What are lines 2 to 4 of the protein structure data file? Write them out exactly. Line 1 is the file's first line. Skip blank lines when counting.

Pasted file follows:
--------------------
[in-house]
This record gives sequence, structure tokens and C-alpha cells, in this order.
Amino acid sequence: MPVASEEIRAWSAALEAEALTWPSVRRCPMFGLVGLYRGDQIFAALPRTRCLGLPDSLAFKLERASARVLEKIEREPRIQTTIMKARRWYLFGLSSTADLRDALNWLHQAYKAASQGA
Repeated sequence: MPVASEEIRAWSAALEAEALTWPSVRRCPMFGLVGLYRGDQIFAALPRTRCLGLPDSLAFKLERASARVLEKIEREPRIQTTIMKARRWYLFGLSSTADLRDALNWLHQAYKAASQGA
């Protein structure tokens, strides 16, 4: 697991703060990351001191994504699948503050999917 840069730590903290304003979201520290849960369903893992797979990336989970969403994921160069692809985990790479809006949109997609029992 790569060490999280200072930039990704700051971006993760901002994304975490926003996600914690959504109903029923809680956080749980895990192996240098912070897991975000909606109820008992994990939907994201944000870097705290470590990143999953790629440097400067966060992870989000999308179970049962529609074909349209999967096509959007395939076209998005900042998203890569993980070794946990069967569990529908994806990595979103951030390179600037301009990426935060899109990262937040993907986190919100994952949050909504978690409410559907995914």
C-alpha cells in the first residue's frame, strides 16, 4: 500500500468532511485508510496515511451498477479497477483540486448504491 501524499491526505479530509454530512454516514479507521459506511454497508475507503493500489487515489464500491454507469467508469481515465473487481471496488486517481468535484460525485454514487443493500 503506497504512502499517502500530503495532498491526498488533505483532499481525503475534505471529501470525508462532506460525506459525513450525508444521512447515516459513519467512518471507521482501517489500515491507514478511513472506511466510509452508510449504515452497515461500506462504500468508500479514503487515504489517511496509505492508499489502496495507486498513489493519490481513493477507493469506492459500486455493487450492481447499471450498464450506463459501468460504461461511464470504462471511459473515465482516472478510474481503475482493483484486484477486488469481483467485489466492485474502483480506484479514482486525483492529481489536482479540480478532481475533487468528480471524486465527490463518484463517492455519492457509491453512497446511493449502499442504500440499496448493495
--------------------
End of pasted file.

This record gives sequence, structure tokens and C-alpha cells, in this order.
Amino acid sequence: MPVASEEIRAWSAALEAEALTWPSVRRCPMFGLVGLYRGDQIFAALPRTRCLGLPDSLAFKLERASARVLEKIEREPRIQTTIMKARRWYLFGLSSTADLRDALNWLHQAYKAASQGA
Repeated sequence: MPVASEEIRAWSAALEAEALTWPSVRRCPMFGLVGLYRGDQIFAALPRTRCLGLPDSLAFKLERASARVLEKIEREPRIQTTIMKARRWYLFGLSSTADLRDALNWLHQAYKAASQGA